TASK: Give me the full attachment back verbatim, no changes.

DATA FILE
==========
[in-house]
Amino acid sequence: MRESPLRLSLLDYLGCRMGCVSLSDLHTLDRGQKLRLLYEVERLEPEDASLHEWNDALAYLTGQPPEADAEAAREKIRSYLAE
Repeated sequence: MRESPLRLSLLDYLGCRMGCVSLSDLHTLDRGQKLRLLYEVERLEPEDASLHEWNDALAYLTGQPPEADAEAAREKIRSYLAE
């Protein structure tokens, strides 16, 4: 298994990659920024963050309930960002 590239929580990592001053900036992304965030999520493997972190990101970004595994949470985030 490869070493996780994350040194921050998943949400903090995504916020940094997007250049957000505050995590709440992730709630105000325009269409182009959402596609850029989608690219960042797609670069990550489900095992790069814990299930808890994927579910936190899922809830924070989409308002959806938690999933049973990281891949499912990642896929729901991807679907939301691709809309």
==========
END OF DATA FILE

[in-house]
Amino acid sequence: MRESPLRLSLLDYLGCRMGCVSLSDLHTLDRGQKLRLLYEVERLEPEDASLHEWNDALAYLTGQPPEADAEAAREKIRSYLAE
Repeated sequence: MRESPLRLSLLDYLGCRMGCVSLSDLHTLDRGQKLRLLYEVERLEPEDASLHEWNDALAYLTGQPPEADAEAAREKIRSYLAE
């Protein structure tokens, strides 16, 4: 298994990659920024963050309930960002 590239929580990592001053900036992304965030999520493997972190990101970004595994949470985030 490869070493996780994350040194921050998943949400903090995504916020940094997007250049957000505050995590709440992730709630105000325009269409182009959402596609850029989608690219960042797609670069990550489900095992790069814990299930808890994927579910936190899922809830924070989409308002959806938690999933049973990281891949499912990642896929729901991807679907939301691709809309």